The undergraduate student government’s president’s office and environmental student groups on campus are teaming up in an effort to make UCLA one of the few colleges and universities in the nation to achieve status as a “Fair Trade” university.
The requirements to become a Fair Trade university include forming a Fair Trade committee, drafting a Fair Trade resolution and making Fair Trade products available in university-owned operations, according to the Fair Trade USA website.
“The primary point of the status is (to show) the progress that’s being made,” said Ilsa Levine, a fourth-year political science student and codirector of external relations in the Undergraduate Students Association Council President’s Office. “(The status is to demonstrate) that we are a Fair Trade university and as we continue to grow and our student body changes these are the practices we will pursue.”
Universities with Fair Trade status offer products that meet a variety of environmental standards, such as restrictions on the use of certain fertilizers, said Joanna Wheaton, a third-year political science student and former copy editor for the Daily Bruin. Wheaton is co-chair of E3 ““ Ecology, Economy, Equity, an environmental student group on campus. A larger percentage of the profits from Fair Trade products goes back to the communities of the farmers that made the products than from those that do not have this designation, she added.
Only six colleges and universities nationwide are recognized as Fair Trade, said David Funkhouser, strategic relations manager at Fair Trade USA, a nonprofit organization that started granting Fair Trade status to colleges and universities in 2008.
UC San Diego is currently the only Fair Trade campus in the University of California system, although UCLA, UC Berkeley and UC Davis are all working on proposals, Funkhouser said.
Once UCLA meets the criteria to apply to be a Fair Trade university, its application will be reviewed by a committee. The committee will include representatives from other colleges and universities, Fair Trade USA and Catholic humanitarian and relief services, Funkhouser said.
Levine said her committee has drafted a Fair Trade resolution, and she said she hopes to apply for Fair Trade status by the end of this academic year.
Both External Relations and the Sustainability Committee in the USAC President’s Office have started collaborating with E3 to organize events that educate students about Fair Trade. The groups are working together to demonstrate UCLA’s commitment to the Fair Trade campaign ““ one of the five conditions of getting Fair Trade University status.
Coffee is the product most associated with Fair Trade, said Niran Somasundaram, a third-year political science and economics student and director of the Fair Trade campaign for E3.
Currently, eight of the nine coffeehouses operated by Associated Students UCLA offer Fair Trade coffee options, said Cindy Bolton, ASUCLA food service director. Fair Trade coffee, however, makes up only about 10 percent of coffee sales, she said.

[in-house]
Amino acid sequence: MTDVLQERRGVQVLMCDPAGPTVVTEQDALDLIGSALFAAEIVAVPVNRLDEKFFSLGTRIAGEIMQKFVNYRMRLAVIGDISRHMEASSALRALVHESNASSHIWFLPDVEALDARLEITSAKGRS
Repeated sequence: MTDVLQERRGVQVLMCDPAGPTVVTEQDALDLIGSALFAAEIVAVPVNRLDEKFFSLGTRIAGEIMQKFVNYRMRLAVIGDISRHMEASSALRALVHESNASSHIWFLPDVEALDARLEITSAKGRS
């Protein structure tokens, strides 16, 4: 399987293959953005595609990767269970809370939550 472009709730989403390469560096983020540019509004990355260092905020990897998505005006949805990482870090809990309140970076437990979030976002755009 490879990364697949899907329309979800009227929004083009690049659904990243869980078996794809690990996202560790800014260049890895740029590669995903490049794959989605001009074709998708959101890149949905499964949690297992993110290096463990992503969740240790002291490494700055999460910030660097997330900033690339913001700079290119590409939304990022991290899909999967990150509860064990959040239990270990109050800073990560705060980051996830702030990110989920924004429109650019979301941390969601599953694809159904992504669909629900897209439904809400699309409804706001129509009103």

Fair Trade coffee options became available at UCLA in 2001, Bolton said.
Since there are already Fair Trade products sold in UCLA’s stores, the university has met another one of the requirements Fair Trade USA requires.
“This is the first time that E3 or any organization is really pushing to make UCLA a completely certified Fair Trade university,” Somasundaram said.
Kelsey Ivan, a member of the Sustainability Committee in the USAC President’s office, reached out to E3 in mid-February, asking them to collaborate with this campaign. Ivan, a second-year environmental science student, also created an online petition directed at Chancellor Gene Block on Change.org. The petition has gained more than 190 signatures since Ivan launched it on Feb. 26.
Each time the petition is signed, an email is sent to Block, Ivan said.
Members of the USAC President’s Office and E3 handed out fliers on Bruin Walk last month, giving information about Fair Trade coffee and Alta Gracia clothing, which are sold at ASUCLA stores. The fliers also included a 50-percent-off coupon for any regular Fair Trade coffee at the UCLA coffeehouses.
E3 plans to hold its own Fair Trade week during spring quarter, with the help of the USAC President’s office, Wheaton said. Members of the club will sit outside every coffeehouse on campus that offers Fair Trade coffee, she said.
They will ask students to fill out a four-question survey and in return, students will receive a reusable coffee tumbler with five facts about Fair Trade coffee on it, Wheaton said.
Bolton said ASUCLA will most likely provide the same coupons for E3′s Fair Trade week next quarter.
The Sustainability Committee and External Relations from the USAC President’s office will email the other 12 USAC offices and other environmental groups on campus asking for additional support in the coming weeks, Ivan said.